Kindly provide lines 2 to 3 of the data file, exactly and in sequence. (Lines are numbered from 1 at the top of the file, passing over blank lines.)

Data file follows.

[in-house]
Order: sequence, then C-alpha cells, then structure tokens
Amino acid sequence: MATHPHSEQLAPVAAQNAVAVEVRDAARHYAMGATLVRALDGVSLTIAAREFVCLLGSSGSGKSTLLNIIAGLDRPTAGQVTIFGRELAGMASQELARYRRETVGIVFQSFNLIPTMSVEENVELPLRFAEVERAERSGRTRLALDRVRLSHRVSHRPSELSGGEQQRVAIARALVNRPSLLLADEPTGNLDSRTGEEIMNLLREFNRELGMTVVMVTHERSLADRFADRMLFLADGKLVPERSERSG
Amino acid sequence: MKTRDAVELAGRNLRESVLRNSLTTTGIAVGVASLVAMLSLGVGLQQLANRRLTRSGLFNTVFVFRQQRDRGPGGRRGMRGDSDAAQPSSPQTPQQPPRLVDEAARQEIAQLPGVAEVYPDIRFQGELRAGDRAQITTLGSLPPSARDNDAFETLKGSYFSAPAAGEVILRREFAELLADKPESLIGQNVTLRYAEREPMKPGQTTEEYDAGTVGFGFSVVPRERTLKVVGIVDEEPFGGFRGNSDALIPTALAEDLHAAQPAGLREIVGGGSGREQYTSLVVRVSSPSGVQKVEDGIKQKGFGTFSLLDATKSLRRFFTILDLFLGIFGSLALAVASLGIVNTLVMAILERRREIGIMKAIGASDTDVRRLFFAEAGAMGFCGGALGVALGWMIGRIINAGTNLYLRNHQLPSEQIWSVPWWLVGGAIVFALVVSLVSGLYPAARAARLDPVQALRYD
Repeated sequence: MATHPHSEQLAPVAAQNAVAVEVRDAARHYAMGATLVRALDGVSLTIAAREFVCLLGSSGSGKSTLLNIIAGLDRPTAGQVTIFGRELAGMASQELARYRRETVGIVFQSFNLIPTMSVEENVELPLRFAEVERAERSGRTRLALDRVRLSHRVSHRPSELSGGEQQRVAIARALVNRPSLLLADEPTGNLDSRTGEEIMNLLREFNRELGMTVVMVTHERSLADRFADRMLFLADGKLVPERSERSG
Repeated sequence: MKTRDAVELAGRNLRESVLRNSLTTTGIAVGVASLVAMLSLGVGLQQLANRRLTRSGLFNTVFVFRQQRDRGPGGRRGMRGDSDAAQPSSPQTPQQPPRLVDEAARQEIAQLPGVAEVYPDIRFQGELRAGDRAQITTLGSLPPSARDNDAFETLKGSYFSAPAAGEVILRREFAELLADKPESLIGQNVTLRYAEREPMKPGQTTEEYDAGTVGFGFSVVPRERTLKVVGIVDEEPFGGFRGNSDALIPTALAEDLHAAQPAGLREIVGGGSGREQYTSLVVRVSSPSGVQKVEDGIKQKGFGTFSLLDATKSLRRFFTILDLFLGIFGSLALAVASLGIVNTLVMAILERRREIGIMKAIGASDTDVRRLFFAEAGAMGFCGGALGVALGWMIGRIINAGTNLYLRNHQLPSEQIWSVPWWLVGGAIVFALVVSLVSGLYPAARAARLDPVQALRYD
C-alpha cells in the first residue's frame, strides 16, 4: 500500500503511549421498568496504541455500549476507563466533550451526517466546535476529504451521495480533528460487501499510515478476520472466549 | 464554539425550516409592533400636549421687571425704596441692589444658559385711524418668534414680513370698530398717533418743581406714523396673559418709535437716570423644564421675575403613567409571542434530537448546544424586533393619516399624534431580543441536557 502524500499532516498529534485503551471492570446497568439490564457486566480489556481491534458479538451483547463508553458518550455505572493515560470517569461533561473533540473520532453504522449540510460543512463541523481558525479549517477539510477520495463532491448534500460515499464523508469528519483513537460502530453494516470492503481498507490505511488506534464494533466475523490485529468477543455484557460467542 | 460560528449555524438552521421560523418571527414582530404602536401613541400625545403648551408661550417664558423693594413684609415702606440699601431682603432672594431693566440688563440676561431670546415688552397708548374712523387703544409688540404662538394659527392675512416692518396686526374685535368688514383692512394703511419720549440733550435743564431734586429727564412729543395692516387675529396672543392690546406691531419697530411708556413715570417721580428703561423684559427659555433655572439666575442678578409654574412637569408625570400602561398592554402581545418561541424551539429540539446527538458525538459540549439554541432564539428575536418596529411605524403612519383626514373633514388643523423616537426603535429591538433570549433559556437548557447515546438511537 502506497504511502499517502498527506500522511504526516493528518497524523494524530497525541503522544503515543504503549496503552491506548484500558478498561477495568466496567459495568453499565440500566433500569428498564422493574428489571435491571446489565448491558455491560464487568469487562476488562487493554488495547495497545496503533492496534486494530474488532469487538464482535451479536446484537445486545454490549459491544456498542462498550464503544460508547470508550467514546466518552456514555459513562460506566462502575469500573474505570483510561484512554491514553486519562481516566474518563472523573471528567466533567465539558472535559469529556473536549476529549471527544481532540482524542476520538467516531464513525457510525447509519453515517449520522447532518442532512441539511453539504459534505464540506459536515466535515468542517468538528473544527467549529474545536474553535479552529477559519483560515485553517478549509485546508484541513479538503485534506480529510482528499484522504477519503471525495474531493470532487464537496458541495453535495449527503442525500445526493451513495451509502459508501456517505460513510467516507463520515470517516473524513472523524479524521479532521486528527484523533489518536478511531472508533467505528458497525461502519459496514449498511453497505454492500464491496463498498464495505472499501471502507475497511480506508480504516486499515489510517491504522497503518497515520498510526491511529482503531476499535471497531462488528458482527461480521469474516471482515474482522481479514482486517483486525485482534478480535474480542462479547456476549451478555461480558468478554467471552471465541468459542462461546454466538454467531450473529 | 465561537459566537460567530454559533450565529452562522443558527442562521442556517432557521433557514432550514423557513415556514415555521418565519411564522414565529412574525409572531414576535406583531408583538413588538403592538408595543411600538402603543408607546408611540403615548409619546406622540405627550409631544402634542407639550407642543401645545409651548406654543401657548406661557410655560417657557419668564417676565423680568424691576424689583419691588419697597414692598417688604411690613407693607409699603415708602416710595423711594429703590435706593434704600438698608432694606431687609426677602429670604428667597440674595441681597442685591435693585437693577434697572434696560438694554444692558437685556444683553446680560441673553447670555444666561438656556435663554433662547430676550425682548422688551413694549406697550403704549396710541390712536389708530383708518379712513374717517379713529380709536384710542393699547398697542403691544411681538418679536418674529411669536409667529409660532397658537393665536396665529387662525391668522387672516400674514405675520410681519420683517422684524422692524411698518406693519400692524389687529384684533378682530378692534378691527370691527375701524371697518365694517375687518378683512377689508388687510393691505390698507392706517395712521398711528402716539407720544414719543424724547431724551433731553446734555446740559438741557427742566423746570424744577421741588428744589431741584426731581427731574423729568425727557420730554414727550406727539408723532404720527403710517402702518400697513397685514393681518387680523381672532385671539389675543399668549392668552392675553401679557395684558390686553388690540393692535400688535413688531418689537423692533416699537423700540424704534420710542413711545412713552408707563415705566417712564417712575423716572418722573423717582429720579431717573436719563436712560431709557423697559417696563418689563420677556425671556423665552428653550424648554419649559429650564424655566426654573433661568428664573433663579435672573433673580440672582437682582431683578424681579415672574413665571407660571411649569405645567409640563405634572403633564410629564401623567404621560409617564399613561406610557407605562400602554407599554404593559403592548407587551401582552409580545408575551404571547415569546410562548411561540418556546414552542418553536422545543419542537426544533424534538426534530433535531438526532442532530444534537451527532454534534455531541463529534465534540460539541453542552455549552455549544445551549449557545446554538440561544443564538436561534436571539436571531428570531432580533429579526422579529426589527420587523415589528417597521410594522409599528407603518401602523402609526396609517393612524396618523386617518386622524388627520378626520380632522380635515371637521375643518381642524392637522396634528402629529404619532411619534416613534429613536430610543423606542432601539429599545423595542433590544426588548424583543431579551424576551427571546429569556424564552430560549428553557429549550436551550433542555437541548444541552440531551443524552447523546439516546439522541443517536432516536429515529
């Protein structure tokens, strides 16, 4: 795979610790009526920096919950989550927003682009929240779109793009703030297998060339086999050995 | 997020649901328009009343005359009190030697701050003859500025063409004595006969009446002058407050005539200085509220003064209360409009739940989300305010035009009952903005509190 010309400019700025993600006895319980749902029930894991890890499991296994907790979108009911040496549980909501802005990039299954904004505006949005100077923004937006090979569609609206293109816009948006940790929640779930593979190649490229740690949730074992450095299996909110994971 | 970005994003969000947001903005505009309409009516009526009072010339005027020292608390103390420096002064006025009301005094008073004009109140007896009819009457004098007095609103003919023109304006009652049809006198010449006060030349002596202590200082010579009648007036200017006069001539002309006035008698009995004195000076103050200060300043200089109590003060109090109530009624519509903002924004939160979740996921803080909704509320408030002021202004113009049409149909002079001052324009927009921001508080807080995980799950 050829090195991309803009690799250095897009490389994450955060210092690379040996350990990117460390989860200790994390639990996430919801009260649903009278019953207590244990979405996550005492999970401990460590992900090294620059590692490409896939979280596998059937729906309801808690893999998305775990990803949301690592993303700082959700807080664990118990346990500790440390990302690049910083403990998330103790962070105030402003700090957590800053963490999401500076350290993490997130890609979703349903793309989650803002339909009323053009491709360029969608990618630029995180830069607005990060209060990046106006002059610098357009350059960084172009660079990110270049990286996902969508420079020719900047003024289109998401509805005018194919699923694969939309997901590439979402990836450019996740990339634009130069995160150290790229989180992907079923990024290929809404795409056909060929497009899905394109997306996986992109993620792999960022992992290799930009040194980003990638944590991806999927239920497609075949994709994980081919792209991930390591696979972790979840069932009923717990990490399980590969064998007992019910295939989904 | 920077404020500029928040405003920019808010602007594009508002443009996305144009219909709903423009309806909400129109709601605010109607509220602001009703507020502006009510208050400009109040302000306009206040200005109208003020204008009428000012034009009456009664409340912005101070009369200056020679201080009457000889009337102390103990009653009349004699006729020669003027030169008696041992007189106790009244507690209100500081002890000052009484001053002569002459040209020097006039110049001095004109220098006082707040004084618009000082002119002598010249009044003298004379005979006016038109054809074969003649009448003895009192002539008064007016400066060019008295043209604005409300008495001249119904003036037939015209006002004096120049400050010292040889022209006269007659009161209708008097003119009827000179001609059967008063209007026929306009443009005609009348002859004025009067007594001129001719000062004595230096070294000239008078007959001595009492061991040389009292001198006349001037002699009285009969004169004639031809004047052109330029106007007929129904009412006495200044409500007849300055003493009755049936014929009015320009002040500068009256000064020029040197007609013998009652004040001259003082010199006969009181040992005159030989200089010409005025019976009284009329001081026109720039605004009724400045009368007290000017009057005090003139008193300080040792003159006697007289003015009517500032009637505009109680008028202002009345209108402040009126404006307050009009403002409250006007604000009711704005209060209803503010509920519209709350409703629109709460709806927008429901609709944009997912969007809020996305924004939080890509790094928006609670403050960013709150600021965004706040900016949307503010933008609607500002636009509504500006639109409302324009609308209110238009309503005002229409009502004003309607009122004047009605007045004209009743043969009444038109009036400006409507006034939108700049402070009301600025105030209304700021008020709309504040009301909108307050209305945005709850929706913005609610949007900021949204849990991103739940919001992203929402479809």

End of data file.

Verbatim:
Order: sequence, then C-alpha cells, then structure tokens
Amino acid sequence: MATHPHSEQLAPVAAQNAVAVEVRDAARHYAMGATLVRALDGVSLTIAAREFVCLLGSSGSGKSTLLNIIAGLDRPTAGQVTIFGRELAGMASQELARYRRETVGIVFQSFNLIPTMSVEENVELPLRFAEVERAERSGRTRLALDRVRLSHRVSHRPSELSGGEQQRVAIARALVNRPSLLLADEPTGNLDSRTGEEIMNLLREFNRELGMTVVMVTHERSLADRFADRMLFLADGKLVPERSERSG